Holiday Series #1: “Twas the Night Before Christmas” Kicks off the Holiday Season at UC Clermont

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The holiday season was officially ushered into UC Clermont on Tuesday with Virginia Rep on Tour’s performance of Twas the Night Before Christmas. Children and parents alike were given a hefty dose of Christmas cheer as the enthusiastic cast told the fantastic story of the writing of the famous poem “A Visit from St. Nicholas.”

The play centers on an exuberant New York City professor named Clement Moore and his family in 1822. Every Christmas, Moore writes a cheery holiday poem for his wife and two daughters to make them happy. By his own admission, these poems are usually pretty mediocre, but this year he believes he needs to write a good one. His daughter Charity is sick, and he thinks if he can compose a good enough poem, she will be filled with enough holiday cheer to make it through.

His love for his daughter cannot seem to overcome his writer’s block though, and he keeps throwing his drafts away. Luckily, a talking mouse and two dancing sugar plums appear to help him out. After singing a song about Clement needing to use his imagination like a child, they point him toward an elderly Dutch workman named Cringle for inspiration.

Clement and Cringle reminisce on the legends of St. Nicholas from their childhood but soon wish to brainstorm a new vision for him. At that time, St. Nicholas was thought to be skinny and stern, but Clement wants to make him like Cringle: fat, bearded, and jolly. Together, they finish the poem and plan to have Cringle come to Clement’s house dressed as Santa and act the poem out on Christmas Eve to cheer up the children.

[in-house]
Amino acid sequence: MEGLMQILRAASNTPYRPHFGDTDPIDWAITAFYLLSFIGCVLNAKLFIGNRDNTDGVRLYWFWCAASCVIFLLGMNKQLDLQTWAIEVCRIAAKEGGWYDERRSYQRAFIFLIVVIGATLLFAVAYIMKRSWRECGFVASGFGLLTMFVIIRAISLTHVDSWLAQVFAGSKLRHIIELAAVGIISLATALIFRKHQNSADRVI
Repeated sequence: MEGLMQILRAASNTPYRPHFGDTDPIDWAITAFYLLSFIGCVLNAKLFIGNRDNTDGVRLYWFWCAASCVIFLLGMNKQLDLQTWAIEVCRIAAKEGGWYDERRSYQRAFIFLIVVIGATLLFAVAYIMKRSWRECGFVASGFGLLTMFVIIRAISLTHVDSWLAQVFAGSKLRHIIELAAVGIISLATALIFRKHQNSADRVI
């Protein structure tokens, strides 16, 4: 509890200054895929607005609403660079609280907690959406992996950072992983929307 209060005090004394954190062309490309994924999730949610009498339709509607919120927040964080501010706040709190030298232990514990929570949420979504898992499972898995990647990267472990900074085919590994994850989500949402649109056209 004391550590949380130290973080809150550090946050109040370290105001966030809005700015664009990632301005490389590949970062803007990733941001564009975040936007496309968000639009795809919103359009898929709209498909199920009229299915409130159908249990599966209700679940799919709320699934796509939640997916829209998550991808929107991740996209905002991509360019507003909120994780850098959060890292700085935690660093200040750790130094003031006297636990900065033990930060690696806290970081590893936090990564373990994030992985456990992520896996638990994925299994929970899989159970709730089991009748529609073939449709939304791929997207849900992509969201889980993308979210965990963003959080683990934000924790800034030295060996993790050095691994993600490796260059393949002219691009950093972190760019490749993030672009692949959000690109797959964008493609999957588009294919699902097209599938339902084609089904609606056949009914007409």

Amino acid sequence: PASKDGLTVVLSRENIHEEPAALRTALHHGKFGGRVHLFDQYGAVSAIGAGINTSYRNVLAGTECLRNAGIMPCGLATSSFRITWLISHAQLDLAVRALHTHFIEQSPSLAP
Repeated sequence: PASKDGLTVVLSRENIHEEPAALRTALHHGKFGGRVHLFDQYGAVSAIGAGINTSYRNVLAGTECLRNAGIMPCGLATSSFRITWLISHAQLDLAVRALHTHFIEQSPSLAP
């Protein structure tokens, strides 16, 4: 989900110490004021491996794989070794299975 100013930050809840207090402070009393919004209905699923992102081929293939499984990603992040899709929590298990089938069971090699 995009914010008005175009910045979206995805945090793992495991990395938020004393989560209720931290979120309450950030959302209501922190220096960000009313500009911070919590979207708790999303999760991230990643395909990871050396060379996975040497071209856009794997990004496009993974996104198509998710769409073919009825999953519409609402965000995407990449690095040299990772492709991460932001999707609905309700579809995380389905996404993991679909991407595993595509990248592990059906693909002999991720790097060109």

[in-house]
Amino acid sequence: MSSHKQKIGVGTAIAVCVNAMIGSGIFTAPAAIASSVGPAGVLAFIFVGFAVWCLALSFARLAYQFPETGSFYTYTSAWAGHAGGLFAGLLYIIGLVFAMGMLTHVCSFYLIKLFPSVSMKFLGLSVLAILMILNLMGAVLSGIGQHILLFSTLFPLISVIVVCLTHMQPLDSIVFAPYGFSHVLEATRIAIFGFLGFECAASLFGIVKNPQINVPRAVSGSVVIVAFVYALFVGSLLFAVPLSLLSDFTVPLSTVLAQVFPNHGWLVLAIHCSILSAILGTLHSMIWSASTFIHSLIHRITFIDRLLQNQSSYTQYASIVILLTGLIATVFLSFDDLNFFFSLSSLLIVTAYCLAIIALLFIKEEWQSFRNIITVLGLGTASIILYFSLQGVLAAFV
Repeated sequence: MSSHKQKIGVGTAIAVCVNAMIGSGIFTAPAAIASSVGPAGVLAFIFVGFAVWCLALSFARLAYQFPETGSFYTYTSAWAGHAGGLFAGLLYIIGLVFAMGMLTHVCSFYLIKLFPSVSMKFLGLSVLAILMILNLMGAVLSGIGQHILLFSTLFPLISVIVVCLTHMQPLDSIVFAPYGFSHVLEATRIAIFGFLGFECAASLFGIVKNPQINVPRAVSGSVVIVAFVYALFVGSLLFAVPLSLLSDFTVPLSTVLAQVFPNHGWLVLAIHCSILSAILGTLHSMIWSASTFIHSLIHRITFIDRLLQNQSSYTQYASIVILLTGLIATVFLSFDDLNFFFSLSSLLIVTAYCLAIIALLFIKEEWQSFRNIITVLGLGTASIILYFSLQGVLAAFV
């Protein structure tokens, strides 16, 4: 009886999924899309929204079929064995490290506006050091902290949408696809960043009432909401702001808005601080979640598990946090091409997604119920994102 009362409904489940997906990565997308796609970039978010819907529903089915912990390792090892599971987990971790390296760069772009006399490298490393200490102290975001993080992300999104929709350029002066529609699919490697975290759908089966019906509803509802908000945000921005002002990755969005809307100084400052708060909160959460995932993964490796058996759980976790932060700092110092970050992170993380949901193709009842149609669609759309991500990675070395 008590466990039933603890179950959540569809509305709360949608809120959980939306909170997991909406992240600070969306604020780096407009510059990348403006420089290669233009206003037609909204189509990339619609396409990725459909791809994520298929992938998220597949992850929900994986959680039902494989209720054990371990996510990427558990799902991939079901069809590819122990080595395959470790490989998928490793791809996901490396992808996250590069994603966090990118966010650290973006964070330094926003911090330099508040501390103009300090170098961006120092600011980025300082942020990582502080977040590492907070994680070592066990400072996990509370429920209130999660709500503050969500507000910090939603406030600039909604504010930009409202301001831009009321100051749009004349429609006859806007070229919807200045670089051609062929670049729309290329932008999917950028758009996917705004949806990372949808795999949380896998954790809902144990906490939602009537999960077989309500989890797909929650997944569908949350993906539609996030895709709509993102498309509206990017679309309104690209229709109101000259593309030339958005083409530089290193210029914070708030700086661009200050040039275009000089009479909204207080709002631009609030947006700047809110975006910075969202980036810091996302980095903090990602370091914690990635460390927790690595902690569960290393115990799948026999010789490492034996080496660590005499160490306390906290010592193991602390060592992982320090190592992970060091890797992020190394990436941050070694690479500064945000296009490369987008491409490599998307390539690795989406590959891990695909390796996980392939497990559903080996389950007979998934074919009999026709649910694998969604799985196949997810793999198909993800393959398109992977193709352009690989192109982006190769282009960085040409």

The night of Christmas Eve arrives and Cringle is nowhere to be found. Too tired to wait up, the family goes to bed. But, Cringle just wanted to stay true to the poem; now that everyone is asleep, he arrives down the chimney with a big bag of toys. Charity gets very excited and believes that Cringle is the real Santa Claus, so Moore and his wife try to explain that it’s just Cringle. But, it turns out that Charity is right; Cringle had been the real Santa Claus all along. He pulls out a letter Charity had written him, asking for her sickness to go away and for her father to write a great poem and says her wishes have been granted. He then tells Moore to publish the poem so that the whole world can know the truth about him.

When the play ended the children and parents in the audience were filled with Christmas excitement. After a performance like Twas the Night Before Christmas, Christmas cannot come soon enough.

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